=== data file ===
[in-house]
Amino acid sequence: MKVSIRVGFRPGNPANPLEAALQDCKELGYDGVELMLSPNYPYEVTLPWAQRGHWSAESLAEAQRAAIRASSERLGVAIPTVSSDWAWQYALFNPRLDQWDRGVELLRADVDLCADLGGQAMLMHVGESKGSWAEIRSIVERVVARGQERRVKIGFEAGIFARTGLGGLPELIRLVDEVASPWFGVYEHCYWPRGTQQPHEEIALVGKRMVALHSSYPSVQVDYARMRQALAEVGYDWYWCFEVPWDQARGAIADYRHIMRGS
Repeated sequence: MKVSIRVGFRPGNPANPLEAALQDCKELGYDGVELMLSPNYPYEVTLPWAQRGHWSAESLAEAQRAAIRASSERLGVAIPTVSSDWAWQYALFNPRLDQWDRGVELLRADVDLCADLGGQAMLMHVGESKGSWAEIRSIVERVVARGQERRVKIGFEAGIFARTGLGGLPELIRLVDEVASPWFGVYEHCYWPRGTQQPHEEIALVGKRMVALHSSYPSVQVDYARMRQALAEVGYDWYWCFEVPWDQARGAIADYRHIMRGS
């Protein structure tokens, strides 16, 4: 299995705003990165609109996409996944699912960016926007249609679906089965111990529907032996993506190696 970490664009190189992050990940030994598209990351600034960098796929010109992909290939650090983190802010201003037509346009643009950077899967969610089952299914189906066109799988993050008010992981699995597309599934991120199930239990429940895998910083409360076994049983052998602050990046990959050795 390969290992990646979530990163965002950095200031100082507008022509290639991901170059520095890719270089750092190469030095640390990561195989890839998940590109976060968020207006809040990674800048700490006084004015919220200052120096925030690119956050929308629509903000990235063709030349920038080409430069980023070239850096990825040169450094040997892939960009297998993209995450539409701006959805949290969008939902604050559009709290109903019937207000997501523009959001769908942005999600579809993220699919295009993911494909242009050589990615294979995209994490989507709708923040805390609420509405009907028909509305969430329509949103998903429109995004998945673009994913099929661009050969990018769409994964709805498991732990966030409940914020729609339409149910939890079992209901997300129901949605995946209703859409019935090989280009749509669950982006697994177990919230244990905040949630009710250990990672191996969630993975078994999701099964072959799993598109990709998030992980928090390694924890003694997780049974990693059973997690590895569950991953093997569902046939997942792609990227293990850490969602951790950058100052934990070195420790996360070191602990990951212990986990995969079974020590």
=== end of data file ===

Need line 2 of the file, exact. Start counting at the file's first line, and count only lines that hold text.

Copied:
Amino acid sequence: MKVSIRVGFRPGNPANPLEAALQDCKELGYDGVELMLSPNYPYEVTLPWAQRGHWSAESLAEAQRAAIRASSERLGVAIPTVSSDWAWQYALFNPRLDQWDRGVELLRADVDLCADLGGQAMLMHVGESKGSWAEIRSIVERVVARGQERRVKIGFEAGIFARTGLGGLPELIRLVDEVASPWFGVYEHCYWPRGTQQPHEEIALVGKRMVALHSSYPSVQVDYARMRQALAEVGYDWYWCFEVPWDQARGAIADYRHIMRGS